And yet it is no doubt true that no two men are exactly alike either in their character or experience. Each individual to a certain extent must stand alone. Most of us, I suppose, have felt that in the greatest moments of life, when some serious choice had to be made or some great temptation faced, we could get little help from others except the kindly help that comes from the sympathy of a fellow-creature. At such moments every one feels the isolation of his own personality. It is impossible to put into words so that another can understand just that which makes the difficulty my difficulty.

But, on the other hand, so alike are the workings of the human heart in all, so really one is human nature, that the knowledge of oneself will help very largely to the knowledge of others, and it is possible so to analyse the structure and working of the soul as to be able to get some knowledge of the causes and results of those inner struggles which are the common lot of mankind. The temptations and disposition of one may be very different from those of another, yet the causes of temptation and of failure or success may be, nay, assuredly are, the same in all.

To this knowledge Saint Paul shall be our guide. As we study his wonderful analysis of himself and the inner conflict which he experiences and describes, we feel as if he were reading the very secrets of our hearts, and more, that we understand ourselves and the tortuous workings of our nature as we never did before. And, like all great masters, what he discloses is so simple, so natural and so true, that we almost wonder we did not guess it ourselves.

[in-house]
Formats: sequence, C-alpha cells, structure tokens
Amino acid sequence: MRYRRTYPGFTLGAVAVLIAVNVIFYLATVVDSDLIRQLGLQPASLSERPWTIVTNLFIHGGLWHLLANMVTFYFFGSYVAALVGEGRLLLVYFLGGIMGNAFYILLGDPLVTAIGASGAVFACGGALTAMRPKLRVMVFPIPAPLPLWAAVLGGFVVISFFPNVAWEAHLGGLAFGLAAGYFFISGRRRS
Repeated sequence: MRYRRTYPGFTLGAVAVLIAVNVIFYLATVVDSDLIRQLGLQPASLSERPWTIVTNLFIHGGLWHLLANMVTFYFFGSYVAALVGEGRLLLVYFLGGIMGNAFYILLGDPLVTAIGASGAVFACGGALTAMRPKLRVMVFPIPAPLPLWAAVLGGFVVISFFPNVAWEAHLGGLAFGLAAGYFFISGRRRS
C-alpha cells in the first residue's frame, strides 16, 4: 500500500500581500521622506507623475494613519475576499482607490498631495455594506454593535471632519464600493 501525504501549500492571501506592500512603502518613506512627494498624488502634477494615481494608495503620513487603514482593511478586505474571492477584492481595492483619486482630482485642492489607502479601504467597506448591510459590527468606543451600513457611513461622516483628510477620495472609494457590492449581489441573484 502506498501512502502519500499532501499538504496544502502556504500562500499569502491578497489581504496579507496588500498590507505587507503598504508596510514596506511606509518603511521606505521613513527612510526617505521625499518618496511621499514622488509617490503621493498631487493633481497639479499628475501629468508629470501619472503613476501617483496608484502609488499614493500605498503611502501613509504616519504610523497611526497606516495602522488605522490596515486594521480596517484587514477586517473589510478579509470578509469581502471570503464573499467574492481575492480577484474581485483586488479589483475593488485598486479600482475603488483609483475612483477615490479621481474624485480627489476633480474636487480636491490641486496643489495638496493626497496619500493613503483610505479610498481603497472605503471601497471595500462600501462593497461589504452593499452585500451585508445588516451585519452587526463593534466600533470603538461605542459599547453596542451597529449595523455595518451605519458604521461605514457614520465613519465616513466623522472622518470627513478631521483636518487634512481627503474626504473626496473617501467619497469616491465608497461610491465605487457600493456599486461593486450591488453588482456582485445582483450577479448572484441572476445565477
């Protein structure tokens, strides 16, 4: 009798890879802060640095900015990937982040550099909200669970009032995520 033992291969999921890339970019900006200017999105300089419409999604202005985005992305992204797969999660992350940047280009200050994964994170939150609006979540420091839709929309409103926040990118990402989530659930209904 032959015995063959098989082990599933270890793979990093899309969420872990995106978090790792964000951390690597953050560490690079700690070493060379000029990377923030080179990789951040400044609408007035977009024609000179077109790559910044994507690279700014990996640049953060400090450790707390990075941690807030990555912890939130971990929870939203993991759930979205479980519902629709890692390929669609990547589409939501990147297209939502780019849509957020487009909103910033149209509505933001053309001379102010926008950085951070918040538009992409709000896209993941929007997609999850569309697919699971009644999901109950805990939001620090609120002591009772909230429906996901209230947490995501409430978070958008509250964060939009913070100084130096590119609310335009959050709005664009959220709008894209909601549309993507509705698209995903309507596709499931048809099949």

1. In the first place, he describes for us that inner struggle that goes on ceaselessly in every human heart. Man is not at one with himself. His soul is like a household divided against itself; often it is like a kingdom in a state of revolution. This inner conflict is not the conflict between the flesh and the spirit – the flesh lusting against the spirit and the spirit against the flesh. It is far deeper and more intimate, it is within the very springs of our being. The inner soul is not at one with itself. It has to decide and to act often, in some things most often, in the teeth of a deadly opposition, and the opposition arises from no outside source but from within. If the whole soul, the person at one with himself, had to meet opposition or temptation from without it would be a comparatively easy matter, but he who goes forth to battle does not feel sure of his troops, nay, he knows that one-half will oppose him, and that in the battle he cannot be sure of having his resources at command. While fighting with some foe from without, he has at the same time to fight a more dangerous foe within, who at any moment may hand him over, bound and captive, to the enemy. This is that inner conflict which Saint Paul describes with a master’s hand in the seventh chapter of the Epistle to the Romans. We all know it, we all experience it daily, yet we scarcely realise how anomalous it is. There is nothing like it so far as we know upon earth. Every other living thing is at one with itself, though, it may be, at war with all the world. We cannot imagine that the beast has to wage any inner conflict with itself in order that it may live according to the laws of its animal life. Whatever may be the struggle for life with its environment, every instinct, impulse and passion co-operate for its well-being and to lead it to its end; the dim light that shines within is sufficient to enable it to see things only as they exist in relation to its narrow and circumscribed life; it is disturbed by no misleading appearances from without, by no false lights within. The whole machinery of its being co-operates to lead it directly to its end. The tree spins its wondrous web, shaping branch and bud and blossom and fruit with unerring certainty and steady purpose. It never pauses, never makes a false start, never tries another model. It only knows what it needs to perfect its own life. Amidst a multitude of other lives different from itself it lives content, its perfection results from its perfect unity, all its resources are at its command and co-operate for its well-being.